Liability of Health Care Provider in Constitution of India

Liability of Health Care Provider in Constitution of India

The Constitution of India does not guarantee any special rights to the consumer or patient. However, Hon’ble Supreme Court, in various judgements has viewed that the right to life as enshrined in Article 21 of the Constitution of India includes the right to health and medical treatment to a sick person. The right of a patient is derivative, and it arises from the obligation of the health care provider.

Enforcement of Rights through Remedies

When a person feels that his life and personal liberty is endangered, he can resort to the Supreme Court or High courts for the enforcement of rights so infringed by state action. When the state fails to protect or preserve the life or liberty of the person, the courts are empowered to grant compensatory relief to such an aggrieved person.

Right to move to the Supreme Court or High Court

Article 32 of the Indian Constitution enshrine the provision to seek redressal for the violation of fundamental rights. Any person may move to the Supreme Court or High Court who is unable to access the law due to their illiteracy or social or economic condition. Supreme Court has the power to issue directions or orders or writs, including writs in nature if habeas corpus, mandamus, prohibition, quo-warrants, and certiorari, whichever may be appropriate, for the enforcement any of the rights. Similarly, a person can move to the High Court by appropriate proceedings for the enforcement of the rights conferred and guaranteed under the Constitution and other laws.

Right to life and Health Care

The right to health and access to medical treatment has been included under the purview of Article 21. The principle of the right to life enshrined in Article 21 enlarges its scope to encompass human personality with invigorated health enables him to earn his livelihood, with dignity and equality.2 Lack of health deprives a person of his livelihood.3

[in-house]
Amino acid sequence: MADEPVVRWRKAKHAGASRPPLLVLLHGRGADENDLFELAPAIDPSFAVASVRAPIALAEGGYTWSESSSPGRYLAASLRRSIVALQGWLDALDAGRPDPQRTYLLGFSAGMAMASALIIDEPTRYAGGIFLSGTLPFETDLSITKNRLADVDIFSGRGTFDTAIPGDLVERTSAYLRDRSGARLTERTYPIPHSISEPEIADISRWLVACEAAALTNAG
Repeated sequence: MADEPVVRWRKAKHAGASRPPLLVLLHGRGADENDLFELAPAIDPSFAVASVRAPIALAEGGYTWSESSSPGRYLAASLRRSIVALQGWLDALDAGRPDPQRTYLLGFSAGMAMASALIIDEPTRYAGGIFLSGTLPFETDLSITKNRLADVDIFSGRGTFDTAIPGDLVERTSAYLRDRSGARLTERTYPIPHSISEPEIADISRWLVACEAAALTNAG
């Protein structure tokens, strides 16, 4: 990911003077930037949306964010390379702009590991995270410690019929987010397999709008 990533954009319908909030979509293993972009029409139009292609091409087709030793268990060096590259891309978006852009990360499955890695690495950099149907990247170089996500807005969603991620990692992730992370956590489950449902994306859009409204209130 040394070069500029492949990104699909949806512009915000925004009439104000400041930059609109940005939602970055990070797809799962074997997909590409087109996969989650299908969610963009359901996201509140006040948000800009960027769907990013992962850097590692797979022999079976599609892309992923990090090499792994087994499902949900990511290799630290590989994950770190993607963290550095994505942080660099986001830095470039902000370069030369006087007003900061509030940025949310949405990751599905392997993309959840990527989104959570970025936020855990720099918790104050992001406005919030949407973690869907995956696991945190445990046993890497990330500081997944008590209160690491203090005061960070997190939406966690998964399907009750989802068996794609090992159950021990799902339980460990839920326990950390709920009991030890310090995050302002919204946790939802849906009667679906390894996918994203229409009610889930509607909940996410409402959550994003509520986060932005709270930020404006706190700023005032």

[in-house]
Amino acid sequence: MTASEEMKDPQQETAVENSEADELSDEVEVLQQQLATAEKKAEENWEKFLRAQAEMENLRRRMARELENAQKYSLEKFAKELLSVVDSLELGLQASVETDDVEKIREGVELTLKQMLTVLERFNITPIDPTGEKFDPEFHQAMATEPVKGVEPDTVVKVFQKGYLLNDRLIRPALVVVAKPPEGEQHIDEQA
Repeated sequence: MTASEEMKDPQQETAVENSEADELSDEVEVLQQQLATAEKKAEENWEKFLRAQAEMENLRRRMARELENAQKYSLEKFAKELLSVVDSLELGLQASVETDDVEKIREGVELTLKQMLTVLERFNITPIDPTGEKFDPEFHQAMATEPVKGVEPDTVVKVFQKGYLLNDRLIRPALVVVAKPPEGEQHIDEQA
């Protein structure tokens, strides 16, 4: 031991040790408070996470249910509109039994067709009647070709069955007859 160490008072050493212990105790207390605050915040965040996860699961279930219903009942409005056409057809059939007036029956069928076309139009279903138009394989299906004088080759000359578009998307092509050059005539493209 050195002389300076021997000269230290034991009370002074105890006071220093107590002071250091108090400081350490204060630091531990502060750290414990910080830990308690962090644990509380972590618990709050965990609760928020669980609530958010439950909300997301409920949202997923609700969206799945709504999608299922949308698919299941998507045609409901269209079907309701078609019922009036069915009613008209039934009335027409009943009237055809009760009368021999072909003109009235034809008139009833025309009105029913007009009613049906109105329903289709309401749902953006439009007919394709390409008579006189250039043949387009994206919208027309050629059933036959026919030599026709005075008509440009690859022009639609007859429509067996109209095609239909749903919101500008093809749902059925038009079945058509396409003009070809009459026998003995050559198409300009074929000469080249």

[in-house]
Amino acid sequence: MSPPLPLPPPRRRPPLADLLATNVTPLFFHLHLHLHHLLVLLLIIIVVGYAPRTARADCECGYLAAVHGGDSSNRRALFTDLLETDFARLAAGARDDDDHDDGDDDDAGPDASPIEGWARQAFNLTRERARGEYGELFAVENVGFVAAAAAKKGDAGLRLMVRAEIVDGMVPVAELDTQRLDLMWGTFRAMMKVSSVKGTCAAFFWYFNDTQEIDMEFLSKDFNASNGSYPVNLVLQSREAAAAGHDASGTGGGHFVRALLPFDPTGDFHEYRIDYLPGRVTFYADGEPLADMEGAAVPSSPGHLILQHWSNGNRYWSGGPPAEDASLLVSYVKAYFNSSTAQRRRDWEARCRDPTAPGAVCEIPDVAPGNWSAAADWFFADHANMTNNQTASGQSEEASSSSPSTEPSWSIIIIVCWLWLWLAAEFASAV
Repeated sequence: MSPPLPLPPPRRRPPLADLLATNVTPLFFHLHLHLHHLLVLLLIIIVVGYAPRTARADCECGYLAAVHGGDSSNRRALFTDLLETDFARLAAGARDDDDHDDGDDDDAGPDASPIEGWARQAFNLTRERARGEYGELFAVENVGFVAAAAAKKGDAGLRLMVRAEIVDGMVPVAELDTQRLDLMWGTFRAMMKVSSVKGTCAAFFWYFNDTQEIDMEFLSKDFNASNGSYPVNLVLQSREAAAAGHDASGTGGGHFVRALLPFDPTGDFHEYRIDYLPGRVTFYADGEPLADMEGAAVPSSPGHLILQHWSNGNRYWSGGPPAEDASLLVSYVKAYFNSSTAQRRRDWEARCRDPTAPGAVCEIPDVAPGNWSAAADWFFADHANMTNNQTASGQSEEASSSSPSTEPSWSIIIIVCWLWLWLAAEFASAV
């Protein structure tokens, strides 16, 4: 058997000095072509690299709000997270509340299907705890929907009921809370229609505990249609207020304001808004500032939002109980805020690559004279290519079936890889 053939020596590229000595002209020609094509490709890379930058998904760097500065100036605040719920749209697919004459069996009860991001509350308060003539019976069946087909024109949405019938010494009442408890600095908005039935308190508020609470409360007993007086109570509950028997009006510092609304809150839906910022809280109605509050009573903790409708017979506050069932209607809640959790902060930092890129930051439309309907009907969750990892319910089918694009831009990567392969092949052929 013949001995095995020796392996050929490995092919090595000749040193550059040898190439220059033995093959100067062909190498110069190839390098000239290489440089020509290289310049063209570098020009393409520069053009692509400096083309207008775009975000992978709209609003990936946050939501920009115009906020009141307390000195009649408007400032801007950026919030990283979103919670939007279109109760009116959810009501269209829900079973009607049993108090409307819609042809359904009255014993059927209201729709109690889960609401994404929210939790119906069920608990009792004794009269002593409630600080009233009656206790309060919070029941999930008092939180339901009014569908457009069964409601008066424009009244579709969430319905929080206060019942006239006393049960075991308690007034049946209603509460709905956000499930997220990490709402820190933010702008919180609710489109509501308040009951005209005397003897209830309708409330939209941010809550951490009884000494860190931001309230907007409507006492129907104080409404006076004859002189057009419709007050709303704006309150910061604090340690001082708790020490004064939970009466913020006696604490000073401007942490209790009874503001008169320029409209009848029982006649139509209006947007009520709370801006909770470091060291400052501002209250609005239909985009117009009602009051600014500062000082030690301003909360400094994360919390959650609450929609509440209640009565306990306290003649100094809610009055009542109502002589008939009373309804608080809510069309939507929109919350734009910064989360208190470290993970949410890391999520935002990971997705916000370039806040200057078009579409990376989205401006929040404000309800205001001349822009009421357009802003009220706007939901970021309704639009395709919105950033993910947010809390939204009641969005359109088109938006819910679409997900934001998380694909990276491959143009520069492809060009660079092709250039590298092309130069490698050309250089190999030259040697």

Right to Health Care: Judicial View

In Vincent Pani Kurlnagara vs. Union of India4, the question before the Court was that public health is incorporated only in the Directive Principles and it is not enforceable before the Court of law. The Supreme Court observed: “maintenance and improvement of public health have to rank high as these are indispensable to the very existence of the community and on the betterment of these depends on the building of the society which the Constitution makers envisaged. Attending to public health in our opinion, therefore, is of high priority – perhaps the ones at the top for the have not and weaker sections of society, the right to health and medical care is a part of the right to life”.

Furthermore, the Supreme Court in Paschima Banga Khet Mazdoor Samity & Others vs. State of West Bengal & Another5 has held that Article 21 imposes an obligation on the state to safeguard the right to life of every person. The hospitals run by the government are duty-bound to extend medical assistance for preserving human life. Failure on the part of a government hospital to provide timely medical treatment to a person in need of such treatment is against his right to life guaranteed under Art. 21.



The Supreme Court in AS Mittal vs. the State of UP6 while dealing with a PIL on Negligence by doctors in providing services at an eye camp observed that the intention of the camp was noble, but it was a medical catastrophe for the patients. The Court awarded compensation on humanitarian grounds to the affected patients.

In Kusum Sharma vs. Batra Hospital and Medical Research Centre7, it has been observed interalia as follows:-

“Negligence is the breach of a duty exercised by omission to do something which a reasonable man, guided by those considerations which ordinarily regulate the conduct of human affairs, would do, or doing something which a prudent and reasonable man would not do. Negligence is an essential ingredient of the offense. The Negligence to be established by the prosecution must be culpable or gross and not the Negligence merely based upon an error of judgment. A medical practitioner would be liable only where his conduct fell below that of the standards of a reasonably competent practitioner in his field.”



1: Sharma MK, “Right to Health and Medical Care as a Fundamental Right” AIR 2005, Journal, p.255.

2: Consumer Education and Research Centre vs. Union of India, AIR 1995 SC 922.

3: Bharath Kumar K. Palicha vs. the State of Kerala, AIR 1997 Ker. 291.

4: Vincent Pani Kurlnagara vs. Union of India, AIR 1987 SC 990.

5: Paschima Banga Khet Mazdoor Samity & Others vs. State of West Bengal & Another, 1996 4 SCC 37.

6: AS Mittal vs. State of UP, AIR 1989 SC 1571.